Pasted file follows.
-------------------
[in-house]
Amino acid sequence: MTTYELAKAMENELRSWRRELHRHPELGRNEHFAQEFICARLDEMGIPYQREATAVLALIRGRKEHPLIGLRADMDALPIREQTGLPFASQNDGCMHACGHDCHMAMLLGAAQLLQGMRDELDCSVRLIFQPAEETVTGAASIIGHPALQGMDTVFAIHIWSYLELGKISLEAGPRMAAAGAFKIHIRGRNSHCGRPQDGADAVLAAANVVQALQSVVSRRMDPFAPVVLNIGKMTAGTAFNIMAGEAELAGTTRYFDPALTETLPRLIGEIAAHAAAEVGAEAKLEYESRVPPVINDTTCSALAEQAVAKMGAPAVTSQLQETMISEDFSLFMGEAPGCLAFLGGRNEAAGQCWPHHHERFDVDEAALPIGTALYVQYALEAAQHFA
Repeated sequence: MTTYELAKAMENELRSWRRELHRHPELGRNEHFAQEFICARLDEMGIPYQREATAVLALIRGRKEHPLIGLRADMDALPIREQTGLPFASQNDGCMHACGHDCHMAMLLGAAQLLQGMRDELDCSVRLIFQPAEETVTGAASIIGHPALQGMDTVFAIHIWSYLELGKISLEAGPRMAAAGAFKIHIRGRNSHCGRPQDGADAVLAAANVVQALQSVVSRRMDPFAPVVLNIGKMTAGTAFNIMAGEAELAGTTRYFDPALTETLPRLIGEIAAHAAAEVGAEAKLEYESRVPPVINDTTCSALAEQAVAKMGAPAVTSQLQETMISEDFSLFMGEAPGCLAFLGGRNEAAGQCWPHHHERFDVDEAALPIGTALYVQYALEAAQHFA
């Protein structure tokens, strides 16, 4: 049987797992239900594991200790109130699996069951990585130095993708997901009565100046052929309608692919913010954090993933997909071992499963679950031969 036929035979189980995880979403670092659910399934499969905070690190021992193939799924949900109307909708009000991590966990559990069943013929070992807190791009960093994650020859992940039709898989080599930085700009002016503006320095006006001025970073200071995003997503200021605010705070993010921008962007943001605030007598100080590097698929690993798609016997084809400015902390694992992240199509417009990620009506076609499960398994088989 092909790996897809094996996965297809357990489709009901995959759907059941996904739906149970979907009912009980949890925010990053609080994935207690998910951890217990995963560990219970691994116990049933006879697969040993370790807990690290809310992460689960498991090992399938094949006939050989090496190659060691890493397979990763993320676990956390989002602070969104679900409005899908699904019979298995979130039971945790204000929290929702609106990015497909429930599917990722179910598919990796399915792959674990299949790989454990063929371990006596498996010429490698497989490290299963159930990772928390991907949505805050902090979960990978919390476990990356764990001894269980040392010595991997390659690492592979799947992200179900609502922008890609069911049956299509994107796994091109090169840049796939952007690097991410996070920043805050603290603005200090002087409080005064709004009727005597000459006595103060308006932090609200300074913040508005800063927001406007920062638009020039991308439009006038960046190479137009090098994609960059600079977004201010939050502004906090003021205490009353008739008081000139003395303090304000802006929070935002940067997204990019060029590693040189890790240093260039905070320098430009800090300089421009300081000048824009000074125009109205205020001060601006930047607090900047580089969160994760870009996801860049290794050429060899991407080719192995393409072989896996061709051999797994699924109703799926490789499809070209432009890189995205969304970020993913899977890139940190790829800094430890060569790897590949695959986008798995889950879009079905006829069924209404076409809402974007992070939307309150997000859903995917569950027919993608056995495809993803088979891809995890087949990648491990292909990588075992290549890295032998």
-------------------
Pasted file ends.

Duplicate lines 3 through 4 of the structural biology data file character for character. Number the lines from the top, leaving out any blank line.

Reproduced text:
Repeated sequence: MTTYELAKAMENELRSWRRELHRHPELGRNEHFAQEFICARLDEMGIPYQREATAVLALIRGRKEHPLIGLRADMDALPIREQTGLPFASQNDGCMHACGHDCHMAMLLGAAQLLQGMRDELDCSVRLIFQPAEETVTGAASIIGHPALQGMDTVFAIHIWSYLELGKISLEAGPRMAAAGAFKIHIRGRNSHCGRPQDGADAVLAAANVVQALQSVVSRRMDPFAPVVLNIGKMTAGTAFNIMAGEAELAGTTRYFDPALTETLPRLIGEIAAHAAAEVGAEAKLEYESRVPPVINDTTCSALAEQAVAKMGAPAVTSQLQETMISEDFSLFMGEAPGCLAFLGGRNEAAGQCWPHHHERFDVDEAALPIGTALYVQYALEAAQHFA
């Protein structure tokens, strides 16, 4: 049987797992239900594991200790109130699996069951990585130095993708997901009565100046052929309608692919913010954090993933997909071992499963679950031969 036929035979189980995880979403670092659910399934499969905070690190021992193939799924949900109307909708009000991590966990559990069943013929070992807190791009960093994650020859992940039709898989080599930085700009002016503006320095006006001025970073200071995003997503200021605010705070993010921008962007943001605030007598100080590097698929690993798609016997084809400015902390694992992240199509417009990620009506076609499960398994088989 092909790996897809094996996965297809357990489709009901995959759907059941996904739906149970979907009912009980949890925010990053609080994935207690998910951890217990995963560990219970691994116990049933006879697969040993370790807990690290809310992460689960498991090992399938094949006939050989090496190659060691890493397979990763993320676990956390989002602070969104679900409005899908699904019979298995979130039971945790204000929290929702609106990015497909429930599917990722179910598919990796399915792959674990299949790989454990063929371990006596498996010429490698497989490290299963159930990772928390991907949505805050902090979960990978919390476990990356764990001894269980040392010595991997390659690492592979799947992200179900609502922008890609069911049956299509994107796994091109090169840049796939952007690097991410996070920043805050603290603005200090002087409080005064709004009727005597000459006595103060308006932090609200300074913040508005800063927001406007920062638009020039991308439009006038960046190479137009090098994609960059600079977004201010939050502004906090003021205490009353008739008081000139003395303090304000802006929070935002940067997204990019060029590693040189890790240093260039905070320098430009800090300089421009300081000048824009000074125009109205205020001060601006930047607090900047580089969160994760870009996801860049290794050429060899991407080719192995393409072989896996061709051999797994699924109703799926490789499809070209432009890189995205969304970020993913899977890139940190790829800094430890060569790897590949695959986008798995889950879009079905006829069924209404076409809402974007992070939307309150997000859903995917569950027919993608056995495809993803088979891809995890087949990648491990292909990588075992290549890295032998």